After reading just one of Fiona West’s books (I devoured The Ex-Princess last week!), I’d say she’s succeeded according to her own definition. The book is SO great. I expected a light-hearted, feel-good read. I definitely got the feel-good, happily-ever-after (HEA) promised in the romance genre, but wasn’t as light of a read as I thought it would be. The characters are REAL. Their royalty doesn’t exempt them from real life, real issues, and real emotions. The book covers living with unseen illness and society’s condemnation of such, gender equality, and even human trafficking, all while showing real, healthy love. Swoon. I’m in love, and I’ll be reading the rest of the series. I was so excited, then, to talk to Fiona more about her writing. 

Thanks for being willing to answer my questions, even in the midst of moving (!!!). Today I’m going to switch things up and ask my usually-last question first: what do you want readers to know about you?

With every book I write, I endeavor to help you think harder, laugh louder and love better. If I can do those three things, then that’s success for me. That means you’ll see some things in my books that are unusual: neurodiverse characters who’ve got dyslexia or autism, characters with Down Syndrome, characters with a chronic illness. Since I have a chronic illness that’s largely invisible, it’s near and dear to my heart that we consider what life is like for people who aren’t like us. And how we can make life better for the people around us, how we can better understand what they’re going through. That’s what it means to be a community, and books have the power to show us that first-hand. I take that responsibility very seriously.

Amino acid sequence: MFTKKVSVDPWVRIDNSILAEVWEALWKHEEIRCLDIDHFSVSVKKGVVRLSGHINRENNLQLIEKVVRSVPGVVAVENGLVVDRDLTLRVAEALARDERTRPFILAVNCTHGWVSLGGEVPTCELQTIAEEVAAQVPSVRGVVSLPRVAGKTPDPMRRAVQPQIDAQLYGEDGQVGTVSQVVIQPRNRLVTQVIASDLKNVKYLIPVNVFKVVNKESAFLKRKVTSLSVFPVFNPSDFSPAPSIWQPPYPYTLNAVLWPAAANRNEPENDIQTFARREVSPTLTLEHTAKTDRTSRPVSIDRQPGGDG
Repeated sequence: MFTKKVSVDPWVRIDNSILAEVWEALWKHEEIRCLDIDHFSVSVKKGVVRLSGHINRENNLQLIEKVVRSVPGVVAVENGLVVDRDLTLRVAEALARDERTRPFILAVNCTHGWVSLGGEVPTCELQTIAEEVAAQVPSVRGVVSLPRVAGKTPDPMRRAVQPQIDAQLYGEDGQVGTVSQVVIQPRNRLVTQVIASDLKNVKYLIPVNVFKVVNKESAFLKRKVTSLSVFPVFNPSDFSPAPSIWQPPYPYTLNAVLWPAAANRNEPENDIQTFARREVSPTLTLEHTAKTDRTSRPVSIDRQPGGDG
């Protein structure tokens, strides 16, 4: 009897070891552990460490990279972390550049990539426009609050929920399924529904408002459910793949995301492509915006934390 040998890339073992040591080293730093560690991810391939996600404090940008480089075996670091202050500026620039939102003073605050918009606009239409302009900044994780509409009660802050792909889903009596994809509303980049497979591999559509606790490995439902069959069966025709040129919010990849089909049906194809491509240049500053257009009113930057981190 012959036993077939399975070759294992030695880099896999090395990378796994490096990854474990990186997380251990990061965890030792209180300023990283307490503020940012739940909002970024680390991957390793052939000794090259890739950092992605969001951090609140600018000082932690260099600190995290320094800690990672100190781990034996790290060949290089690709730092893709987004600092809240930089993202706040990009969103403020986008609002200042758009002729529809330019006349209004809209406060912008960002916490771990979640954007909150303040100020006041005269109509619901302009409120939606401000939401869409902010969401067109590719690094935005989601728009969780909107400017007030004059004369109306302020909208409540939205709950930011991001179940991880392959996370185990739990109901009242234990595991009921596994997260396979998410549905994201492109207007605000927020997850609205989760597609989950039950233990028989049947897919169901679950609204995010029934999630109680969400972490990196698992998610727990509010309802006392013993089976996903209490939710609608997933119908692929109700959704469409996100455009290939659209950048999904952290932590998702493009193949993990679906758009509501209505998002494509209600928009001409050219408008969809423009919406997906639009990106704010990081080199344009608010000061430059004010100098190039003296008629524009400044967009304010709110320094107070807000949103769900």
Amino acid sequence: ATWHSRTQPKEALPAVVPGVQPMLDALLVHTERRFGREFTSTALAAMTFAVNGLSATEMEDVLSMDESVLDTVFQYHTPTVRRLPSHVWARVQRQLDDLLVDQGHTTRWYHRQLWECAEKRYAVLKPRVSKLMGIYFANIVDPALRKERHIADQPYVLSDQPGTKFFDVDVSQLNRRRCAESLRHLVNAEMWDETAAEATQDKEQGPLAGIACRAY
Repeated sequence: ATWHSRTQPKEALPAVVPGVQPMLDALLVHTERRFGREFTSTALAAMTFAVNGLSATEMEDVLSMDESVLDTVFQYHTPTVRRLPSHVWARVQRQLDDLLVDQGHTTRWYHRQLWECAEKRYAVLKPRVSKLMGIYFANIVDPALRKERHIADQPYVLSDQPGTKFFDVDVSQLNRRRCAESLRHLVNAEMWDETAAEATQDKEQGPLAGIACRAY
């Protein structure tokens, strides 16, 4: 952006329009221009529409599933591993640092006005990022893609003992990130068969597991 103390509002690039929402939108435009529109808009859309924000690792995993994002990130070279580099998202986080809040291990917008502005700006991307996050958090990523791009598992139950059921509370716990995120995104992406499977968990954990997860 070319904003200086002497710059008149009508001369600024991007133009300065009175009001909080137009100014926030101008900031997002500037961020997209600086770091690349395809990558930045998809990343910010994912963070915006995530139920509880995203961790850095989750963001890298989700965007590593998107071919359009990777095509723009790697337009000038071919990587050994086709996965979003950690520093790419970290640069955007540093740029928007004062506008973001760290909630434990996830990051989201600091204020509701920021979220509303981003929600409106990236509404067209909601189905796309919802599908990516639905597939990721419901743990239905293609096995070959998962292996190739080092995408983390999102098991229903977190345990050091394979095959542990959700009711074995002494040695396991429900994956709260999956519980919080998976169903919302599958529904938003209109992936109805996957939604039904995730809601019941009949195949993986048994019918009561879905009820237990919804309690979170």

I think that answer just about sums up why I loved The Ex-Princess so much; really, it sums up why I read in general, and why certain books resonate with me while others don’t. I’m looking for that human connection, that reflection of reality in a positive and constructive way. So, since I’ve gushed about The Ex-Princess and promised to read the rest of your books, can you tell everyone what those are, and maybe something about your upcoming projects?

The Ex-Princess is the first book in the Borderline Chronicles Series, which also includes The Un-Queen, The Almost-Widow (free as an ebook on my website!), The Jinxed Journalist, and The Semi-Royal. I’m working on a second series, the Timber Falls Series; the first of those is called Could Be Something Good and will be out at the end of May. For now you can pre-order it or find a copy on NetGalley.